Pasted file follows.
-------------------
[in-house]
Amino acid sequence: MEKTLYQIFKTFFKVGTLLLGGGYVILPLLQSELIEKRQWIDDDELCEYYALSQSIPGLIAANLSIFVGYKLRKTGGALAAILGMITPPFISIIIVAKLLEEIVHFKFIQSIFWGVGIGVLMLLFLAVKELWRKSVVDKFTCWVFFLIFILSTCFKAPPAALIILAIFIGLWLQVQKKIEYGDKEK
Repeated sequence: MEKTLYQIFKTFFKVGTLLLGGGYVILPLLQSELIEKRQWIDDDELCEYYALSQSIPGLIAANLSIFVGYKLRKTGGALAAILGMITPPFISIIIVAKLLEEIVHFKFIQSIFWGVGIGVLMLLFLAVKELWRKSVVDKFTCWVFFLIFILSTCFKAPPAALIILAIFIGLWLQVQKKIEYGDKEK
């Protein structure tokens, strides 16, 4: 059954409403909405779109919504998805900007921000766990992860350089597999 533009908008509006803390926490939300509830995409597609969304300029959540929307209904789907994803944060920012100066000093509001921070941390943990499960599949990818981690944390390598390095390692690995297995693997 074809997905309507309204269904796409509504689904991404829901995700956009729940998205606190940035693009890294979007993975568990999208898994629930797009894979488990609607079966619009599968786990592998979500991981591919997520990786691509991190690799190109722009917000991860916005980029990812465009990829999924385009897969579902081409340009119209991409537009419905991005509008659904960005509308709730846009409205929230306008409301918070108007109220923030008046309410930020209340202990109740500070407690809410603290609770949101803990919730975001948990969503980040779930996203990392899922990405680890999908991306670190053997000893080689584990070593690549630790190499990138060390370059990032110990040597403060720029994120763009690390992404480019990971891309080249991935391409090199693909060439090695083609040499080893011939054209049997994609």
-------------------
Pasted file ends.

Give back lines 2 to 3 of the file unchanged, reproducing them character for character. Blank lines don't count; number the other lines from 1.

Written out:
Amino acid sequence: MEKTLYQIFKTFFKVGTLLLGGGYVILPLLQSELIEKRQWIDDDELCEYYALSQSIPGLIAANLSIFVGYKLRKTGGALAAILGMITPPFISIIIVAKLLEEIVHFKFIQSIFWGVGIGVLMLLFLAVKELWRKSVVDKFTCWVFFLIFILSTCFKAPPAALIILAIFIGLWLQVQKKIEYGDKEK
Repeated sequence: MEKTLYQIFKTFFKVGTLLLGGGYVILPLLQSELIEKRQWIDDDELCEYYALSQSIPGLIAANLSIFVGYKLRKTGGALAAILGMITPPFISIIIVAKLLEEIVHFKFIQSIFWGVGIGVLMLLFLAVKELWRKSVVDKFTCWVFFLIFILSTCFKAPPAALIILAIFIGLWLQVQKKIEYGDKEK